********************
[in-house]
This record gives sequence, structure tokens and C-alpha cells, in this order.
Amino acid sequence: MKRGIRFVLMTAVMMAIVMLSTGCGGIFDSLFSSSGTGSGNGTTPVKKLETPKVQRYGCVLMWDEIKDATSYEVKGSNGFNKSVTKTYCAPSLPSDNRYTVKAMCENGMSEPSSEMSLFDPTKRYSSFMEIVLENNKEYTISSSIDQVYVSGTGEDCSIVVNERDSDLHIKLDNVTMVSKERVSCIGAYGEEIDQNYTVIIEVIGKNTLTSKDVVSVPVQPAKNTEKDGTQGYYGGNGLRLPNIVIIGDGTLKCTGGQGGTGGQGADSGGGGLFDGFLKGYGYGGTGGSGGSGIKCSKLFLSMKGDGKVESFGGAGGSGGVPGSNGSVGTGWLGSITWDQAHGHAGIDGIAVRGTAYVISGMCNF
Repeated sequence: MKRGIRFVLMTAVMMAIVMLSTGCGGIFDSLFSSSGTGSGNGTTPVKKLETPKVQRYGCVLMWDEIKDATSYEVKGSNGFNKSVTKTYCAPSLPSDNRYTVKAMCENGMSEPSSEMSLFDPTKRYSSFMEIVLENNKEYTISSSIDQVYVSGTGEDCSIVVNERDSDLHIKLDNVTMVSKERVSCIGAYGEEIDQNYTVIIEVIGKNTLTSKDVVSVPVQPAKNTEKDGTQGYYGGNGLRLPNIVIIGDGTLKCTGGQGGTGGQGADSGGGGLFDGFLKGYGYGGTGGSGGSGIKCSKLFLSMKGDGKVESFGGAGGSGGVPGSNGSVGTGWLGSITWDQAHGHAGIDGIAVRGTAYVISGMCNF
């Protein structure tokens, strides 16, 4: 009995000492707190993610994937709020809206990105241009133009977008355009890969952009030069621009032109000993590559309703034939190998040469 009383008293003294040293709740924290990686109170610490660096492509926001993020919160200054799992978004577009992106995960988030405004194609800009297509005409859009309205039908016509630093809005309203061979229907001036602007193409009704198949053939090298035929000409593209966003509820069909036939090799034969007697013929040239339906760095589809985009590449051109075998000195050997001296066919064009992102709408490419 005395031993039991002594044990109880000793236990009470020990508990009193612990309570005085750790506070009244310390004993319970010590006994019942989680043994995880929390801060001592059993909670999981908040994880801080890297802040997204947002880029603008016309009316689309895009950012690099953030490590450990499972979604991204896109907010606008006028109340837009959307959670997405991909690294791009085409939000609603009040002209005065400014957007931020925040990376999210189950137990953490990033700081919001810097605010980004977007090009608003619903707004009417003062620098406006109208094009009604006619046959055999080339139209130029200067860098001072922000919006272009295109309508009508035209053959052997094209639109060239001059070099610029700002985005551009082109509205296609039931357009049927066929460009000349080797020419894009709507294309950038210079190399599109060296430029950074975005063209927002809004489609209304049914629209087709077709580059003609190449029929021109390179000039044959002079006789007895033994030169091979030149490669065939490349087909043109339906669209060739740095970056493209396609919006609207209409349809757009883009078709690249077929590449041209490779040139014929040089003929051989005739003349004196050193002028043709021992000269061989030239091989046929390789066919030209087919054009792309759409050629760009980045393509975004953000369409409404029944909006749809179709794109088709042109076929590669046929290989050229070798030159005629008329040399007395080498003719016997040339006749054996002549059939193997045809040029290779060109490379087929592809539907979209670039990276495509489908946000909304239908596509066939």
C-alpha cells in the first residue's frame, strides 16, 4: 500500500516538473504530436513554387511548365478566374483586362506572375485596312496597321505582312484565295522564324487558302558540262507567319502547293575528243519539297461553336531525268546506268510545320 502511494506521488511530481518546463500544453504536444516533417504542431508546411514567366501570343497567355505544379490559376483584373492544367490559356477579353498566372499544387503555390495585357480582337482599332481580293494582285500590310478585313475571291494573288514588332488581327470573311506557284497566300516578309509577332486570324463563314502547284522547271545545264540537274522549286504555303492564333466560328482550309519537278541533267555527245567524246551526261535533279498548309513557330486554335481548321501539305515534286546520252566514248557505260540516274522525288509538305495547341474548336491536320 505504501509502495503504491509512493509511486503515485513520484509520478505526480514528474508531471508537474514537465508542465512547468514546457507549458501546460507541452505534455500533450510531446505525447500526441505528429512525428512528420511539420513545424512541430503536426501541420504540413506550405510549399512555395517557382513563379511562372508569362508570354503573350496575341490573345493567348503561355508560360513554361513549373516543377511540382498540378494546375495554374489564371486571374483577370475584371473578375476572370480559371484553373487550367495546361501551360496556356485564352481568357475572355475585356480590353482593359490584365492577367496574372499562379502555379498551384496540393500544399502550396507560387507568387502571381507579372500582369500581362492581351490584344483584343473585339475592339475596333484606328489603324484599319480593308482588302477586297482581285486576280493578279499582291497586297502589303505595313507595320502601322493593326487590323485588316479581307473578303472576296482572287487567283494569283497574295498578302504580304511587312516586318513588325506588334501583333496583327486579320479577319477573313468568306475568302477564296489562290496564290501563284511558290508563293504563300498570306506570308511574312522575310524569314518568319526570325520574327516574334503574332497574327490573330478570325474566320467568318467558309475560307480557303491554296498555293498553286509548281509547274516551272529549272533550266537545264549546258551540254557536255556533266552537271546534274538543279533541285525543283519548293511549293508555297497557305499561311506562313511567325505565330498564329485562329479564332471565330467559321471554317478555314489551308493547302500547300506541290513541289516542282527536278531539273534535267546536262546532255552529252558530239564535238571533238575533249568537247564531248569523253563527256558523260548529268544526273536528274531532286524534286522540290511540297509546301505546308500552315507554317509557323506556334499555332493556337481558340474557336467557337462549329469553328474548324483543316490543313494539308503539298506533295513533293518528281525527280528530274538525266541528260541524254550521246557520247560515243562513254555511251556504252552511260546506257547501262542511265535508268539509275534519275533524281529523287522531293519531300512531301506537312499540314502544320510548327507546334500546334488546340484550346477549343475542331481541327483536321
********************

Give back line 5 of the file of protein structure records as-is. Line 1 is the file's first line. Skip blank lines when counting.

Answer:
């Protein structure tokens, strides 16, 4: 009995000492707190993610994937709020809206990105241009133009977008355009890969952009030069621009032109000993590559309703034939190998040469 009383008293003294040293709740924290990686109170610490660096492509926001993020919160200054799992978004577009992106995960988030405004194609800009297509005409859009309205039908016509630093809005309203061979229907001036602007193409009704198949053939090298035929000409593209966003509820069909036939090799034969007697013929040239339906760095589809985009590449051109075998000195050997001296066919064009992102709408490419 005395031993039991002594044990109880000793236990009470020990508990009193612990309570005085750790506070009244310390004993319970010590006994019942989680043994995880929390801060001592059993909670999981908040994880801080890297802040997204947002880029603008016309009316689309895009950012690099953030490590450990499972979604991204896109907010606008006028109340837009959307959670997405991909690294791009085409939000609603009040002209005065400014957007931020925040990376999210189950137990953490990033700081919001810097605010980004977007090009608003619903707004009417003062620098406006109208094009009604006619046959055999080339139209130029200067860098001072922000919006272009295109309508009508035209053959052997094209639109060239001059070099610029700002985005551009082109509205296609039931357009049927066929460009000349080797020419894009709507294309950038210079190399599109060296430029950074975005063209927002809004489609209304049914629209087709077709580059003609190449029929021109390179000039044959002079006789007895033994030169091979030149490669065939490349087909043109339906669209060739740095970056493209396609919006609207209409349809757009883009078709690249077929590449041209490779040139014929040089003929051989005739003349004196050193002028043709021992000269061989030239091989046929390789066919030209087919054009792309759409050629760009980045393509975004953000369409409404029944909006749809179709794109088709042109076929590669046929290989050229070798030159005629008329040399007395080498003719016997040339006749054996002549059939193997045809040029290779060109490379087929592809539907979209670039990276495509489908946000909304239908596509066939």